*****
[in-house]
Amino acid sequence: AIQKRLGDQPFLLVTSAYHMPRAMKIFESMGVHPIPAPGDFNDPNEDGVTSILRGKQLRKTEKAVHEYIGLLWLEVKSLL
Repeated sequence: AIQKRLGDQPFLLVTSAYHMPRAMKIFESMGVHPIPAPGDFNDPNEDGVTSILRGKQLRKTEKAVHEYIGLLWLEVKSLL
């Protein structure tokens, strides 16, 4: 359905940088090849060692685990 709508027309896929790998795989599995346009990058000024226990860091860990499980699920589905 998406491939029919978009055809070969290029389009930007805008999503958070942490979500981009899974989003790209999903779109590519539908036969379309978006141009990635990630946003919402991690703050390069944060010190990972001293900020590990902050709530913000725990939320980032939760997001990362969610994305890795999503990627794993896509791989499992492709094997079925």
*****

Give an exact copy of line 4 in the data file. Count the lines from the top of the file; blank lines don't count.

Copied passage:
């Protein structure tokens, strides 16, 4: 359905940088090849060692685990 709508027309896929790998795989599995346009990058000024226990860091860990499980699920589905 998406491939029919978009055809070969290029389009930007805008999503958070942490979500981009899974989003790209999903779109590519539908036969379309978006141009990635990630946003919402991690703050390069944060010190990972001293900020590990902050709530913000725990939320980032939760997001990362969610994305890795999503990627794993896509791989499992492709094997079925």